Second. In support of the contention that the passage in the report of the Commission of October 9, 1929, is legally an order, the company insist that it must be
read in connection not only with the action of April 9, 1928, attacked by the original bill, but also with the certificate of public necessity and convenience dated October 26, 1926, authorizing the new company to acquire the property, and the order of December 21, 1926, authorizing the issue of the $5,180,344.07 preferred stock and 150,000 shares of no-par common. Neither the original bill nor the supplemental bill attacks either the certificate or the order of December 21st. The validity of the certificate and of that order is not now challenged. Moreover, the record discloses that the certificate and the order have been acted upon by the acquisition of the property and issue of the stock.
Third. The company contends that the decree of the district court on the original bill, in which the defendants acquiesced, is a final adjudication of the issues involved in this case. The original bill dealt with the order of April 9, 1928; the supplemental bill with the alleged order of October 9, 1929. The Commission insists that the decree on the original bill did not deal with the merits, but determined only that the company must be accorded a hearing on its application. We need not determine whether jurisdiction existed to review the action of April 9, 1928, or the scope of the issues litigated in the original suit. For a finding of jurisdiction to review that order, or acquiescence by the defendants in the decree rendered on the original bill, would not have made res judicata the question whether jurisdiction existed to review the later action of October 9, 1929. Compare Cromwell v. County of Sac, 94 U. S. 351; Pell v. McCabe, 250 U. S. 573, 250 U. S. 577. The lack of power to review, because of the absence of any order, cannot be cured by bringing the suit in the form of a supplemental, rather than a new, bill. Jurisdiction is equally lacking in either case.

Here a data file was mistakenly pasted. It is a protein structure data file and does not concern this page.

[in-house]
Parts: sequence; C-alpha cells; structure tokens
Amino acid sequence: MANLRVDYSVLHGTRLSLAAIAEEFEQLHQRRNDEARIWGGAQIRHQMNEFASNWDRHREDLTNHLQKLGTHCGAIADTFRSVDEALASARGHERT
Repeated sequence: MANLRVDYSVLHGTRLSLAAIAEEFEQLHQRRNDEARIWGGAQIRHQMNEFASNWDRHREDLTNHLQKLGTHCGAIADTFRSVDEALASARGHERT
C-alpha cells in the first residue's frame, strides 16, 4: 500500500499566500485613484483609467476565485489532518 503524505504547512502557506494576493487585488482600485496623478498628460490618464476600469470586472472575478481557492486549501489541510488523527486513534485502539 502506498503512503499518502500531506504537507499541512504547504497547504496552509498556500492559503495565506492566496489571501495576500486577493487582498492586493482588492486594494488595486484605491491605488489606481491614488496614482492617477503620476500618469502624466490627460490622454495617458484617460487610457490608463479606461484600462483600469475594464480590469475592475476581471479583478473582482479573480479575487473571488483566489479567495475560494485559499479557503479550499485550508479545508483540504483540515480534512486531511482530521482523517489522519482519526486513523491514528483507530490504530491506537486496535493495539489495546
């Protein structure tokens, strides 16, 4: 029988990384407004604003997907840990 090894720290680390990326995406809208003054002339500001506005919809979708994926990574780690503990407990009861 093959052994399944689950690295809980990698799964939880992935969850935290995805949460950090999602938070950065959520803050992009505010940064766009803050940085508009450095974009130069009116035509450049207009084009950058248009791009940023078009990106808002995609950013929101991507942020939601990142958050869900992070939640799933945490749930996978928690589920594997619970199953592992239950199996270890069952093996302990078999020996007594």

The classification of primary accounts referred to as Account 41, "Cost of Road Purchased" prescribes:
"This account shall include the cash cost of any road or portion thereof purchased. Where the contract of purchase includes not only road, but also equipment, securities, and other assets, the appraised value of such equipment, securities, and other assets shall be deducted from the total cash cost, and the remainder of the cash cost shall be charged to this account. Where the consideration given for the property purchased is other than cash, such consideration shall be valued on a current cash basis. . . ."